ASIA – Typhoid-causing bacteria have become increasingly resistant to some of the most important antibiotics for human health, a study published in The Lancet found.

The largest genome analysis of more than 7,500 Salmonella Enterica Serovar Typhi, also called S. Typhi, revealed that resistant strains – almost all originating in South Asia – have spread to other countries nearly 200 times since 1990.

While multi-drug resistance to first-line antibiotics has generally declined in South Asia, strains resistant to macrolides and quinolones – two of the most important antibiotics for human health – have risen sharply and spread frequently to other countries,” the study said.

According to the World Health Organization (WHO), typhoid fever is a life-threatening systemic infection that usually spreads through the ingestion of contaminated food or water.

The signs and symptoms of typhoid fever include high fever, headache, stomach pain, and constipation or diarrhea.

Antibiotics can be used to successfully treat typhoid fever infections, but their effectiveness is threatened by the emergence of resistant S. Typhi strains, the study emphasized.

Typhoid fever is a global public health concern which causes 11 million infections and more than 100,000 deaths per year, and has significant impacts in sub-Saharan Africa, Southeast Asia, and Oceania.

Typhoid occurs predominantly in association with poor sanitation and lack of clean drinking water, in both urban and rural settings. Poor communities and vulnerable groups, including children, are at the highest risk.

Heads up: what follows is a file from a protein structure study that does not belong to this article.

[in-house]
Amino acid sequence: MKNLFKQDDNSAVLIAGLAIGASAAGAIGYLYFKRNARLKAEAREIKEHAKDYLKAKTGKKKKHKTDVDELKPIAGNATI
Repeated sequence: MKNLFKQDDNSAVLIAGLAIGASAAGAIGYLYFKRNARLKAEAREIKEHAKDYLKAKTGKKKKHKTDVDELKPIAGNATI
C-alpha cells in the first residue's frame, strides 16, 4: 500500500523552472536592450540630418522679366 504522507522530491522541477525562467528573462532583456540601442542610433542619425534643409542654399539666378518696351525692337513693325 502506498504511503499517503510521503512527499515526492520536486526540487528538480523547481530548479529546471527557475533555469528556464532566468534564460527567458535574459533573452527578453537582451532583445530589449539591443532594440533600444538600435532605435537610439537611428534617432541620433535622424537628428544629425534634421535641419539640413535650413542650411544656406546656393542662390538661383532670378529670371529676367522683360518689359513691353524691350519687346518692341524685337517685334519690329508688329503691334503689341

It is most prevalent in South Asia, which accounts for 70% of the global disease burden.

Antibiotics can be used to successfully treat typhoid fever infections, but their effectiveness is threatened by the emergence of resistant S. Typhi strains, the study emphasized.

The authors of the study traced the presence of genes conferring resistance to macrolides and quinolones, which are among the most critically important antibiotics for human health.

For example, gene mutations giving resistance to quinolones – a broad spectrum antibiotic – have arisen.

Quinolone-resistant strains accounted for more than 85% of S. Typhi in Bangladesh by the early 2000s, increasing to more than 95% in India, Pakistan, and Nepal by 2010.

Mutations causing resistance to azithromycin – a widely used macrolide antibiotic – have emerged at least seven times in the past 20 years.”

The findings, the study said, add to recent evidence of the rapid rise and spread of S. Typhi strains resistant to third-generation cephalosporins, another class of antibiotics critically important for human health.

Study’s findings

The authors of the latest study performed whole-genome sequencing on 3,489 S. Typhi isolates obtained from blood samples collected between 2014 and 2019 from people in Bangladesh, India, Nepal and Pakistan with confirmed cases of typhoid fever.

“A collection of 4,169 S. Typhi samples isolated from more than 70 countries between 1905 and 2018 was also sequenced and included in the analysis,” the study said, adding that “resistance-conferring genes in the 7,658 sequenced genomes were identified using genetic databases.”

Strains were classified as multi drug-resistant (MDR) if they contained genes giving resistance to classical front-line antibiotics ampicillin, chloramphenicol and trimethoprim/sulfamethoxazole.

For instance, since 2000, MDR S. Typhi has declined steadily in Bangladesh and India, and remained low in Nepal (less than 5% of Typhoid strains), although it has increased slightly in Pakistan.

However, these are being replaced by strains resistant to other antibiotics.

The speed at which highly-resistant strains of S. Typhi have emerged and spread in recent years is a real cause for concern and highlights the need to urgently expand prevention measures, particularly in countries at greatest risk,” lead author of the study, Dr Jason Andrews from Stanford University (USA), said in the press release.